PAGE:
A four-year project in Chicago will focus on the removal and replacement of the original 35-year-old sealants on Accenture Tower’s curtain wall and bridge over Canal Street.
A contractor in masonry and concrete restoration, waterproofing, and specialty roofing, Western Specialty Contractors—Chicago facades branch is undertaking this project. The real estate developer, KBS, contracted the company in 2021 to completely restore the existing curtain wall at the property.
According to Debbie Kalck, branch manager for Western’s Chicago facades branch, a curtain wall system on a building’s facade plays a critical role in the overall design and performance of the building, and must consider various forms of outside air, water infiltration, wind loading, and seismic forces.
Kalck says the restoration’s long completion schedule is due to Accenture Tower’s two maintenance house rigs—remotely operated working platforms attached to the curtain wall’s structural tube members and internal track system, similar to swing stages—which allow Western’s crews to access approximately 80 percent of the exterior. The house rigs limit the number of crews able to work on the building at a time and do not provide access to the base of the building or the Canal Street bridge.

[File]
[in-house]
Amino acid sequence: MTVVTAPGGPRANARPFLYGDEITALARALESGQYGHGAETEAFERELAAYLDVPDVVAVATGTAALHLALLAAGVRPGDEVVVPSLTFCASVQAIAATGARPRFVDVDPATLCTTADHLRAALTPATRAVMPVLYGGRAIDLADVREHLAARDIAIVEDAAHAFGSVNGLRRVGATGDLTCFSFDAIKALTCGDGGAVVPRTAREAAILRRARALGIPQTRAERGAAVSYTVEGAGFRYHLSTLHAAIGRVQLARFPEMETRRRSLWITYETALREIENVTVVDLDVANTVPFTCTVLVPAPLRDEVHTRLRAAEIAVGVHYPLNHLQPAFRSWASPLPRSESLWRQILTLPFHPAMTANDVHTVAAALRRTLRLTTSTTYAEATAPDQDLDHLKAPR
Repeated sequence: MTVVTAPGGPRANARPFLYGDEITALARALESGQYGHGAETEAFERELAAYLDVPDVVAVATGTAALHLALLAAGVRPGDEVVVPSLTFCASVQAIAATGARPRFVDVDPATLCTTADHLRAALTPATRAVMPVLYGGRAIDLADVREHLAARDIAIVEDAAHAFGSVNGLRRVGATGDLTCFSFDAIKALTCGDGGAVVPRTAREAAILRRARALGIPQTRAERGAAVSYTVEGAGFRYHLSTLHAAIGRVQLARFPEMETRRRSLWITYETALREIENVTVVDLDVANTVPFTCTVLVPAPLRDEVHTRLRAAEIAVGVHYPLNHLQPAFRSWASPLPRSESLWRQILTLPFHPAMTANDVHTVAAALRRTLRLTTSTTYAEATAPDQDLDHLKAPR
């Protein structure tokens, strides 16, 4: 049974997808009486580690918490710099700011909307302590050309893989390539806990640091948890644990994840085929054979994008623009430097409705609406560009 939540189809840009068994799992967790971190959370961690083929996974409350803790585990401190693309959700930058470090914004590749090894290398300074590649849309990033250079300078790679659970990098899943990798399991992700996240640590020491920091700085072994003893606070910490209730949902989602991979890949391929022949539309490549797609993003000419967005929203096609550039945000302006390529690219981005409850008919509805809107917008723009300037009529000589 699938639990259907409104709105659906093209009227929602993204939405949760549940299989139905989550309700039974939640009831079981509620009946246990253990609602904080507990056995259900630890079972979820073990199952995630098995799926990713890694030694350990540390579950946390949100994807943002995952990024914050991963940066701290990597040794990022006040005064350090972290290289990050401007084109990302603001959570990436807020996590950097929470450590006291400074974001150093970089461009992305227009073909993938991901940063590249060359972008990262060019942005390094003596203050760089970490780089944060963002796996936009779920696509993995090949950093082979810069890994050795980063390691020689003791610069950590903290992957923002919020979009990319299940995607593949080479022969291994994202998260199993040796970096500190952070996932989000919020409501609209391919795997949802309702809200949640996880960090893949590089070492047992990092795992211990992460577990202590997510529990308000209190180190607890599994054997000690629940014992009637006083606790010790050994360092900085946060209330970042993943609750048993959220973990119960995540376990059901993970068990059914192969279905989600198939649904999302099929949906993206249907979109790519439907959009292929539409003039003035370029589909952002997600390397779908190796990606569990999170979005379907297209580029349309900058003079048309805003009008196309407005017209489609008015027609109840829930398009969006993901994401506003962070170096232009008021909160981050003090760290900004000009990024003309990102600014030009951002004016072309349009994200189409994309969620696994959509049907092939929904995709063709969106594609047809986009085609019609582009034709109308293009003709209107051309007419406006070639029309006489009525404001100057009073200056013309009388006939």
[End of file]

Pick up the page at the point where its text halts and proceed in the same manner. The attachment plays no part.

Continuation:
Western determined the most cost-effective way to perform the work at the inaccessible locations would be via an extensive rope access/controlled descent. Western employees performing this work have received Society of Professional Rope Access Technicians (SPRAT) training from certified evaluators for elevated safety, and are certified as SPRAT Level 1: Rope Access Workers.
Accenture Tower is a 135,638-m2 (1.46-million-sf) building, with 42-story Class A offices and 7,432-m2 (80,000-sf) of retail space, at 500 West Madison Street in Chicago, Illinois. The tower, completed in 1987 and formerly known as 500 West Madison, has twice earned the outstanding building of the year (TOBY) award internationally by The Building Owner and Managers Association (BOMA). Sitting above the Ogilvie Transportation Center, the sixth busiest railway commuter station/terminal in North America, Accenture Tower has earned a UL Verified Healthy Building verification and is Leadership in Energy and Environmental Design (LEED) Gold and WiredScore gold certified.
One comment on “Chicago’s Accenture Tower to undergo extensive curtain wall restoration”
It would be useful to know the type of sealant(s) used and the reason for failure.